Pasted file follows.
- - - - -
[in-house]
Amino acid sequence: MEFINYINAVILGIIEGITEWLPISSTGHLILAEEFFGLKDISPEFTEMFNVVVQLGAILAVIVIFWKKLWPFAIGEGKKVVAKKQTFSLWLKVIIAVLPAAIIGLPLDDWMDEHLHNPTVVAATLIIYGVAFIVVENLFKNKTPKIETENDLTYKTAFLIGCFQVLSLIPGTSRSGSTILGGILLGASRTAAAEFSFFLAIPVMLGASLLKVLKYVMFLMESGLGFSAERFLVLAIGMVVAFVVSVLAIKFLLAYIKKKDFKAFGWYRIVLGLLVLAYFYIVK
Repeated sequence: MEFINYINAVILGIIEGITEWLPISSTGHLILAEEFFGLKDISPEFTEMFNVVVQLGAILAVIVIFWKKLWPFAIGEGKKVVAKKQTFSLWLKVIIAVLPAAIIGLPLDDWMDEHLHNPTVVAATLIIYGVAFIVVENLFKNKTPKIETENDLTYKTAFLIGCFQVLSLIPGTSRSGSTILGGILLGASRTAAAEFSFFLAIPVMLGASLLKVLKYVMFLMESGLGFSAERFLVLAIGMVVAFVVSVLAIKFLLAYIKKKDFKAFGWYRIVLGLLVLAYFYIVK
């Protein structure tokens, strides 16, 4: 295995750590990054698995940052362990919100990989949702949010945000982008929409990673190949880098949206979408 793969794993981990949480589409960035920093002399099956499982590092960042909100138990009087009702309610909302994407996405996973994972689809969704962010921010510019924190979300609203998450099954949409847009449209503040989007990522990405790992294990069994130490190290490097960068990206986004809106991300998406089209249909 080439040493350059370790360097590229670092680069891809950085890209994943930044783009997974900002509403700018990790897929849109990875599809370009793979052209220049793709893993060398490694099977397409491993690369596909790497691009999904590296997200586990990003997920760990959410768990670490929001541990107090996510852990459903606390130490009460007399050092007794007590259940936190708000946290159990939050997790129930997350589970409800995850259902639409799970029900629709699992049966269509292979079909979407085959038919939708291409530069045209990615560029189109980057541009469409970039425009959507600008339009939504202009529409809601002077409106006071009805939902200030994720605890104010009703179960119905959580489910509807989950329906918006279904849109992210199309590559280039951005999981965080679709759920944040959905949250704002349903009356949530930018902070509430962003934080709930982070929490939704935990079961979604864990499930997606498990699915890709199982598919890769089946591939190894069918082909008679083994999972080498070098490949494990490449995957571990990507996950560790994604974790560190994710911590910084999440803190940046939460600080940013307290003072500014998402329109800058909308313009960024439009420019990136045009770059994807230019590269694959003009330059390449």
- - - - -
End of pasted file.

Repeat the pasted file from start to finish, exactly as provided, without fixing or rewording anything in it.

[in-house]
Amino acid sequence: MEFINYINAVILGIIEGITEWLPISSTGHLILAEEFFGLKDISPEFTEMFNVVVQLGAILAVIVIFWKKLWPFAIGEGKKVVAKKQTFSLWLKVIIAVLPAAIIGLPLDDWMDEHLHNPTVVAATLIIYGVAFIVVENLFKNKTPKIETENDLTYKTAFLIGCFQVLSLIPGTSRSGSTILGGILLGASRTAAAEFSFFLAIPVMLGASLLKVLKYVMFLMESGLGFSAERFLVLAIGMVVAFVVSVLAIKFLLAYIKKKDFKAFGWYRIVLGLLVLAYFYIVK
Repeated sequence: MEFINYINAVILGIIEGITEWLPISSTGHLILAEEFFGLKDISPEFTEMFNVVVQLGAILAVIVIFWKKLWPFAIGEGKKVVAKKQTFSLWLKVIIAVLPAAIIGLPLDDWMDEHLHNPTVVAATLIIYGVAFIVVENLFKNKTPKIETENDLTYKTAFLIGCFQVLSLIPGTSRSGSTILGGILLGASRTAAAEFSFFLAIPVMLGASLLKVLKYVMFLMESGLGFSAERFLVLAIGMVVAFVVSVLAIKFLLAYIKKKDFKAFGWYRIVLGLLVLAYFYIVK
């Protein structure tokens, strides 16, 4: 295995750590990054698995940052362990919100990989949702949010945000982008929409990673190949880098949206979408 793969794993981990949480589409960035920093002399099956499982590092960042909100138990009087009702309610909302994407996405996973994972689809969704962010921010510019924190979300609203998450099954949409847009449209503040989007990522990405790992294990069994130490190290490097960068990206986004809106991300998406089209249909 080439040493350059370790360097590229670092680069891809950085890209994943930044783009997974900002509403700018990790897929849109990875599809370009793979052209220049793709893993060398490694099977397409491993690369596909790497691009999904590296997200586990990003997920760990959410768990670490929001541990107090996510852990459903606390130490009460007399050092007794007590259940936190708000946290159990939050997790129930997350589970409800995850259902639409799970029900629709699992049966269509292979079909979407085959038919939708291409530069045209990615560029189109980057541009469409970039425009959507600008339009939504202009529409809601002077409106006071009805939902200030994720605890104010009703179960119905959580489910509807989950329906918006279904849109992210199309590559280039951005999981965080679709759920944040959905949250704002349903009356949530930018902070509430962003934080709930982070929490939704935990079961979604864990499930997606498990699915890709199982598919890769089946591939190894069918082909008679083994999972080498070098490949494990490449995957571990990507996950560790994604974790560190994710911590910084999440803190940046939460600080940013307290003072500014998402329109800058909308313009960024439009420019990136045009770059994807230019590269694959003009330059390449």